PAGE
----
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Field Judging Whitetails

Field Judging Whitetails

Before you pull the trigger or release an arrow, do you know how to field judge a whitetail deer’s antlers? Those who hunt simply to fill the freezer, this is not really an issue. But for those who are hoping to shoot a buck with antlers that meet or exceed a certain numeric score, more often than not, overestimate the size of the antlers, leading to that common malady known as “ground shrinkage.”

Here are some tips on how to quickly size up a buck’s antlers.

• Your first impression will be of the rack’s height, width, mass, and number of points. Your next impression should be of the length of the main beam, length of the points, inside spread between the main beams, and the rack’s mass at four places.

• As a point of reference—and forgetting about those monster bucks of Canada and tiny deer of the south—the average buck has a distance of 16 inches between the tips of his ears, when the ears are in the alter position. Each ear is about 6 inches in length. The circumference of the eye is about 4 inches. From the center of the eye to the tip of the nose is about 8 inches. Of course, if you have hunted an area a lot and seen a lot of dead bucks, you can adjust these measurements accordingly.

• Judging inside spread is easy—how far outside the tips of the ears do the antlers protrude?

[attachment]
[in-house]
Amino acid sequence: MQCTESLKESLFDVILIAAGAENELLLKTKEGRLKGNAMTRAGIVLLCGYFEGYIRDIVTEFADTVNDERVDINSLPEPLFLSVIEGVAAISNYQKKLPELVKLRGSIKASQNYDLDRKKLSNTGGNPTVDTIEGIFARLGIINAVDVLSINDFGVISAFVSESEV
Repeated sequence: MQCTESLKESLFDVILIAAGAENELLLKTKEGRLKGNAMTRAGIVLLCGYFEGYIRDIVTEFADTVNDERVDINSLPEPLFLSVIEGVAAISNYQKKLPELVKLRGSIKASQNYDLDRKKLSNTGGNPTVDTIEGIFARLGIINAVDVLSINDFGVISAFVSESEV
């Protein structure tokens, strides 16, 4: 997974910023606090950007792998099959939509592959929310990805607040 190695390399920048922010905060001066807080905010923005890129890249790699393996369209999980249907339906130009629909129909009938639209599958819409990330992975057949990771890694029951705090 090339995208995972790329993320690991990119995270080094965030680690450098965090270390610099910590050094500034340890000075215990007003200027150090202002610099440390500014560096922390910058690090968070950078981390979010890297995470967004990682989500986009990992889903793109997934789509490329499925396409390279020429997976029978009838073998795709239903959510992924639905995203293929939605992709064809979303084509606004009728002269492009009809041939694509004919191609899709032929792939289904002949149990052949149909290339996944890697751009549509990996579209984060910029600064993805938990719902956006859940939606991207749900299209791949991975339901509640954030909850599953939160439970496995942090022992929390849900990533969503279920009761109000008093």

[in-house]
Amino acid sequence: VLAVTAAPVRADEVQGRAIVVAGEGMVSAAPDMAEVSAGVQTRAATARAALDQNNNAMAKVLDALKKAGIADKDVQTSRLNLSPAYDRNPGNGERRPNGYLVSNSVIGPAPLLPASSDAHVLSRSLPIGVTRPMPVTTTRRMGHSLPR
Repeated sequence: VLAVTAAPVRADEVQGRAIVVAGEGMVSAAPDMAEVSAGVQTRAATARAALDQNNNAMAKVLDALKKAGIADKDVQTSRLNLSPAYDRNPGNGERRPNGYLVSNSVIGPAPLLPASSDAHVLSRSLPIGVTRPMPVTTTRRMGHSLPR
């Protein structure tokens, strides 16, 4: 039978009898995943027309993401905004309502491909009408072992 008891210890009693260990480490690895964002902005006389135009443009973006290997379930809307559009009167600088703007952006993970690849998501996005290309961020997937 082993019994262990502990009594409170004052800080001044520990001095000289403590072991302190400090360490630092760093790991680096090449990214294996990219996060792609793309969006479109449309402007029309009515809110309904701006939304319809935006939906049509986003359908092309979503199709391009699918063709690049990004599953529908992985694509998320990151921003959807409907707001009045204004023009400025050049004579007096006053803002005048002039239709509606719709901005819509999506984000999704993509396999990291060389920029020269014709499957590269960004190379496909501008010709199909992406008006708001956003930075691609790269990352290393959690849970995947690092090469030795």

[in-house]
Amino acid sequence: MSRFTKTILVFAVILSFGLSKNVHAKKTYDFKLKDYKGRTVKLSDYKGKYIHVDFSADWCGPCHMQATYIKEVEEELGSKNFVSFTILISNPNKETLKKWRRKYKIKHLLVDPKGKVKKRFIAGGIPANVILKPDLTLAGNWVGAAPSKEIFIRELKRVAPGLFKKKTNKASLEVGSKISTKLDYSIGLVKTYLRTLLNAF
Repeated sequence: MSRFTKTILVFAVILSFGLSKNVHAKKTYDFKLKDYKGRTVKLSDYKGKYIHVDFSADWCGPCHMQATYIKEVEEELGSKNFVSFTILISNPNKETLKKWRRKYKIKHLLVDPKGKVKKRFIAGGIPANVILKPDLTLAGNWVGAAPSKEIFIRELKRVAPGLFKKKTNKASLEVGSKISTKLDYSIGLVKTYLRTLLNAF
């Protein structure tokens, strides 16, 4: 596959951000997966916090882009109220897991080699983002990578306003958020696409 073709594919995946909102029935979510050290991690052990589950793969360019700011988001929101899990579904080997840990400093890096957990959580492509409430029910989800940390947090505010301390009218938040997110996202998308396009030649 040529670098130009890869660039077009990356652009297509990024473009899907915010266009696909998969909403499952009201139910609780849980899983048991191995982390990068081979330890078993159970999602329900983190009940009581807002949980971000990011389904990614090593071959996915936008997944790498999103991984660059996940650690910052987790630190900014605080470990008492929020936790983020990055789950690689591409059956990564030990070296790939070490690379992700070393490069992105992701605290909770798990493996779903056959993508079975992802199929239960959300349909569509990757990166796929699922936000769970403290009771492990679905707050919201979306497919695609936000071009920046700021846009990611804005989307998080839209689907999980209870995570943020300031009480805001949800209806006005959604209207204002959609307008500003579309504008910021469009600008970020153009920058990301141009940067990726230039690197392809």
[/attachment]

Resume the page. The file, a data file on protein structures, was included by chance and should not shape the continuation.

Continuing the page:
• Main beam length is judged using the ear length and eye-to-nose distance for reference, keeping in mind that the beams may curve in and nearly touch, which makes them seem shorter than they really are.

• Scorable points are any points that exceed 1 inch in length and is longer than it is wide at one inch or more of length. In a quick judgment, forget about these and look for all the longer points, including the brow tines. Use the same ear length reference point to give you a quick idea of how long the tines might be.

• Mass: Here is where the deer’s 4-inch eye circumference is helpful. Is the circumference of the antler at the base, as well as between the tines, larger or smaller than the eye?

• What components of a typical whitetail rack account for the highest percentage of the overall score? Here’s how it breaks down:

- Main Beam: 30 percent
- Inside Spread: 12 percent
- First Point Length (G-1): 6 percent
- Second Point Length (G-2): 12 percent
- Third Point Length (G-3): 12 percent
- Fourth Point Length (G-4):
7 percent
- Circumference of Bases (H-1): 6 percent
- Circumference between points 1 & 2 (H-2): 5 percent
- Circumference between points 2 & 3 (H-3): 5 percent
- Circumference between points 3 & 4 (H-4): 4 percent

In a perfect world, you would be able to leisurely look the antlers over before deciding to shoot, or not. Whenever possible you want to be able to look at the rack from the front and both sides, which is extremely helpful in estimating the length of the main beams. And never forget that a rear view almost always gives an inflated impression of how big the antlers really are. And, of course, as the saying goes, if you have to talk yourself into the buck being big enough, it probably isn’t. Conversely, if the antlers take your breath away at first glance, who cares what it scores? Shoot!

Need some practice? Then use some mounted heads. Use the reference points mentioned above to quickly estimate the score, then check them against the actual score.

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